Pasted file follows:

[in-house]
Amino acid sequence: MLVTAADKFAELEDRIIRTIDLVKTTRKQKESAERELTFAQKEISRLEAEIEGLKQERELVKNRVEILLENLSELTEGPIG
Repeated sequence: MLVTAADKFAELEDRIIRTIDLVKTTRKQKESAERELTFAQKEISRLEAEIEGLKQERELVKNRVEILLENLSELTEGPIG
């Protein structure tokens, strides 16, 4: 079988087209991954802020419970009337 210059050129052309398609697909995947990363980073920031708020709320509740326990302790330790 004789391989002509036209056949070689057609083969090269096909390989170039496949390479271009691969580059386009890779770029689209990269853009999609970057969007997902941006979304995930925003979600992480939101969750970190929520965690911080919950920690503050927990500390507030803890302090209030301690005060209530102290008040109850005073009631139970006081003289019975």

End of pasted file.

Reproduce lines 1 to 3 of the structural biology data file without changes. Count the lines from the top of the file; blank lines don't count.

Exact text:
[in-house]
Amino acid sequence: MLVTAADKFAELEDRIIRTIDLVKTTRKQKESAERELTFAQKEISRLEAEIEGLKQERELVKNRVEILLENLSELTEGPIG
Repeated sequence: MLVTAADKFAELEDRIIRTIDLVKTTRKQKESAERELTFAQKEISRLEAEIEGLKQERELVKNRVEILLENLSELTEGPIG